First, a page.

3. I’d actually argue against this. true task based computing already happened. its when desktops dominated the PC market. that was when you had a list of things to do on your computer, set aside some time to do it, did it, and then left. the rise of notebooks allowed you to move away from task based computing where we are today. computing is actually no longer task based as much as its integrated into your life. you can’t tell me that killing time on whatever mobile platform is truly task based. sure i get that maybe you mean playing that game in a silo. thats not task based computing. that’s lifestyle. you are out at starbucks sipping your $7 coffee enjoying your afternoon chatting online with friends, then going to your mom’s and showing her your latest vacation pics, then going home and vegging out in front of your TV surfing the web…something that you could not do in the true task based computing paradigm that was the desktop dominated PC market. I’d argue that we are going FROM task based to lifestyle based and that was due to mobility and flexibility of the laptop PC.

    media slates are additive like phones and ipods are. slates will do well but not at the cost of PCs.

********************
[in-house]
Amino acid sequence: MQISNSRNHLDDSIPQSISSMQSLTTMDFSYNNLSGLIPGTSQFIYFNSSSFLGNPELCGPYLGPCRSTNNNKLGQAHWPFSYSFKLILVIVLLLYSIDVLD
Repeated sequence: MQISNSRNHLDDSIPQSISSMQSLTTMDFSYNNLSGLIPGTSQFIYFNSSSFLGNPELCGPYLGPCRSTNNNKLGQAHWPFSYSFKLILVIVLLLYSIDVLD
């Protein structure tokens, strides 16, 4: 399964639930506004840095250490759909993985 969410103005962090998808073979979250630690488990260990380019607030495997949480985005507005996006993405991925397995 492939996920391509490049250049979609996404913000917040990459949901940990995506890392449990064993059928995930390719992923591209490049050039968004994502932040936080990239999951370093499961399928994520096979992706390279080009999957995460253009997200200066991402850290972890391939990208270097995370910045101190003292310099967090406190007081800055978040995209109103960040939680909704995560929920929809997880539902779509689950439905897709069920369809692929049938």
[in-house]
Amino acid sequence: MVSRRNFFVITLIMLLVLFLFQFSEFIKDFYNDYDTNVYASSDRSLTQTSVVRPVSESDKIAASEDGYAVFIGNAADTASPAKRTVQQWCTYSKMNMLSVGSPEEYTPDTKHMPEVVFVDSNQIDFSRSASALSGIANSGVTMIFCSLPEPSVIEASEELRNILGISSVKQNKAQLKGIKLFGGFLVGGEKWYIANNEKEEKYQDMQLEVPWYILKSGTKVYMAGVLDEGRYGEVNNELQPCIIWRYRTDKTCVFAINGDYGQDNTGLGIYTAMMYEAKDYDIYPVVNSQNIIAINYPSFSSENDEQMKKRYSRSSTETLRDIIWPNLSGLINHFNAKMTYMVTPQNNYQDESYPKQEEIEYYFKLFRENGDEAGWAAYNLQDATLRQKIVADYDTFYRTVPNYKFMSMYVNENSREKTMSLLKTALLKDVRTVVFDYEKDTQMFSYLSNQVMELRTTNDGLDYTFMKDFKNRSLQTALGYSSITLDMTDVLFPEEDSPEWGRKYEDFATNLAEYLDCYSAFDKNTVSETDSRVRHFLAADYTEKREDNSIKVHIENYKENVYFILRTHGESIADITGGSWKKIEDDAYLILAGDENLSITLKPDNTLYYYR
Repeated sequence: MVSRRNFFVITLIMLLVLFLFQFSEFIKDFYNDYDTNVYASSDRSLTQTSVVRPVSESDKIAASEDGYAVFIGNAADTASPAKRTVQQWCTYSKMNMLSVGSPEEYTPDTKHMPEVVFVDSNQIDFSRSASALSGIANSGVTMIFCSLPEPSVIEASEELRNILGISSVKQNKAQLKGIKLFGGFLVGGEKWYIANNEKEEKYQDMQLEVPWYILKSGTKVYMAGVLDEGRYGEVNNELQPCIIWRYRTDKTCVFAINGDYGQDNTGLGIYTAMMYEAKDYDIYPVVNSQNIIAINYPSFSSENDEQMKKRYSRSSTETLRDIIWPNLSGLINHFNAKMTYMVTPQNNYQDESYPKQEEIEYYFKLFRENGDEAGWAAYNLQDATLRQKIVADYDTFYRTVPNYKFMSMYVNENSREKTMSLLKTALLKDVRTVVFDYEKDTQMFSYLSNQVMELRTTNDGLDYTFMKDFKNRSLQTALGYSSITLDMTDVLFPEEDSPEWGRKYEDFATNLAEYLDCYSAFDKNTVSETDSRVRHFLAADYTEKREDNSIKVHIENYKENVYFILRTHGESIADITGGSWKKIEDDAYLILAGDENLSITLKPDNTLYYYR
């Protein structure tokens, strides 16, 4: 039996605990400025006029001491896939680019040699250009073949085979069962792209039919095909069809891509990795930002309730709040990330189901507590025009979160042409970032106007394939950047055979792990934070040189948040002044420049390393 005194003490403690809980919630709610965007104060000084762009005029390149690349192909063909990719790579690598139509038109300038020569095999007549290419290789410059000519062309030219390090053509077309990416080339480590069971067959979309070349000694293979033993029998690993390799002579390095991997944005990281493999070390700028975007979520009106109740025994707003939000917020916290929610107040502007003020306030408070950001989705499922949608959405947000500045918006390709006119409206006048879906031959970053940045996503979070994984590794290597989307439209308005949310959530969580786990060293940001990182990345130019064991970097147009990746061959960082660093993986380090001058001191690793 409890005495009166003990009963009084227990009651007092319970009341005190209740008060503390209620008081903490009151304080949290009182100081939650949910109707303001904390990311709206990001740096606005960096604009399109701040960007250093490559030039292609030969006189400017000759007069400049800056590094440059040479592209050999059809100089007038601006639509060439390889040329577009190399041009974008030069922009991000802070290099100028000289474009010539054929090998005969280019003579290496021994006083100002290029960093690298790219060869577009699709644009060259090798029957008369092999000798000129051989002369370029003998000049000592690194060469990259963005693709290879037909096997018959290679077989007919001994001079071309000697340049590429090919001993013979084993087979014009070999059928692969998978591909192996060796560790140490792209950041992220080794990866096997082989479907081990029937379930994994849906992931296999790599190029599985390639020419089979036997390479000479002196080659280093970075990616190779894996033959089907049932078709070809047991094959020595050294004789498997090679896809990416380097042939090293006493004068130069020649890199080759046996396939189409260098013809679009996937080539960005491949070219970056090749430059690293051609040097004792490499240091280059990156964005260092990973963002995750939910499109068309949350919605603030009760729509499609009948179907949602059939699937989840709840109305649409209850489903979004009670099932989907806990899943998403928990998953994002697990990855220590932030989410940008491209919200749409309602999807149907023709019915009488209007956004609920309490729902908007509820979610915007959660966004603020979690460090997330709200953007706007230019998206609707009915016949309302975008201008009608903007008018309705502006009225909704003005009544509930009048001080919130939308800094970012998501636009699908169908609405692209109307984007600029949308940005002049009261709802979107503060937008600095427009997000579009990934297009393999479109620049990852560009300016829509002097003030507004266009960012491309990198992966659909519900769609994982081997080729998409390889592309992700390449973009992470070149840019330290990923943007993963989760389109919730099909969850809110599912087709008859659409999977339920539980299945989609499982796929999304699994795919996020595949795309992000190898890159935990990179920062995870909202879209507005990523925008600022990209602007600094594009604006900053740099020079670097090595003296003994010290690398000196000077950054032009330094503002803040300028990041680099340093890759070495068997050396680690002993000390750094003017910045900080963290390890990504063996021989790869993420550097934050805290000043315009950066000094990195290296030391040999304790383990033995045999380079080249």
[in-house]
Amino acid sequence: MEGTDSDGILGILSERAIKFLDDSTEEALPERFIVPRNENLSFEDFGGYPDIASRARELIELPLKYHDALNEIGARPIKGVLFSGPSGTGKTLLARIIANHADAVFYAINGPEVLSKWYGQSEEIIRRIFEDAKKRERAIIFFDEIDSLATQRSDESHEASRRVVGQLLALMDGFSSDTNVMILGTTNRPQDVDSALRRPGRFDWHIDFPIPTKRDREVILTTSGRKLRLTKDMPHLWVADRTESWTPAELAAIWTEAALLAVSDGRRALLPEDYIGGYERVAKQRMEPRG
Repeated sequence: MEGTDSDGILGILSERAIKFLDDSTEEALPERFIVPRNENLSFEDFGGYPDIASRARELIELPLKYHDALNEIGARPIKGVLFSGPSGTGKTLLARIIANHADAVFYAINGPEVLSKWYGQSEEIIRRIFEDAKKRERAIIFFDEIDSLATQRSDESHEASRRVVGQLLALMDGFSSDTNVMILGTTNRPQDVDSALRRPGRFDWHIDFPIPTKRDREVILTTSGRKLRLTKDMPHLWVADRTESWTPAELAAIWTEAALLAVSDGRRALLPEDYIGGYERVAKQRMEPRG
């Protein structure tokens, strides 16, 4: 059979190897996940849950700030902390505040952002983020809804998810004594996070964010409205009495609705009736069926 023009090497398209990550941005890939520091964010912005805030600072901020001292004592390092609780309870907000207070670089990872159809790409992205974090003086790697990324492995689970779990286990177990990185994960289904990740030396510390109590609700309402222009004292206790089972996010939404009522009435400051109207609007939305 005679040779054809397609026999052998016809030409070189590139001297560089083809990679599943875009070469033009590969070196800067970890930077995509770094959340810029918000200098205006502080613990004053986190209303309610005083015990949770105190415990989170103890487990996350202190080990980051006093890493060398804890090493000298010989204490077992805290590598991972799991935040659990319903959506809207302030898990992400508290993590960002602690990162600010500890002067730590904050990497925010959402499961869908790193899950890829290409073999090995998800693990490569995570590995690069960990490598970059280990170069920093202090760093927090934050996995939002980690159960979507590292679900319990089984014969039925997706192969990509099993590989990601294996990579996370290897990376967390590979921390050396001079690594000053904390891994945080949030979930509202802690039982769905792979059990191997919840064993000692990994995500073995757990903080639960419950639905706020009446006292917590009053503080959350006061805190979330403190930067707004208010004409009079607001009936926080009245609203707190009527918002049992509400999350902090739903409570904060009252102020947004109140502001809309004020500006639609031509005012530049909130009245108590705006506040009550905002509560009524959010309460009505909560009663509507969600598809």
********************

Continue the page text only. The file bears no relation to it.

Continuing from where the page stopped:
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  6. in pure volume, there are more PC’s selling today than ever (1m+/day) regardless of marketshare, so MS has nothing to worry about for now. i love the slate form factor but i have to admit now that its gone mainstream its highly overrated. lets wait until the initial Apple sales surge is over & the bust begins as it always does, then REforcast how all of this will go.

    so much hype, so little substance anymore. it feels like computing is becoming the new kid thing to do.

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  7. Note that this is only US sales and that the sales numbers can actually increase while the % of market share decreases. (17% of 500M is more than 18% of 350M for example)

    In countries where practicality rules and where money is tighter, the figures won’t be anything like this.
    In Eastern Europe the netbook is becoming the only PC people have. In Western Europe, people are taking a more pragmatic approach to tablets. In India, China, many parts of Africa, users need to justify a PC for business purposes and the only one that makes sense is the traditional PC in clamshell format.

    Tablets will come, possibly, but no-one needs to worry as the pie appears to be getting bigger.

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  8. FAIL. I’m very skeptical of those figures, especially that 2015 number – did the head honchos dismiss the difference between content creation and content consumption? Did they merge consumer and business markets now? Who funded the research? What about the rest of the world?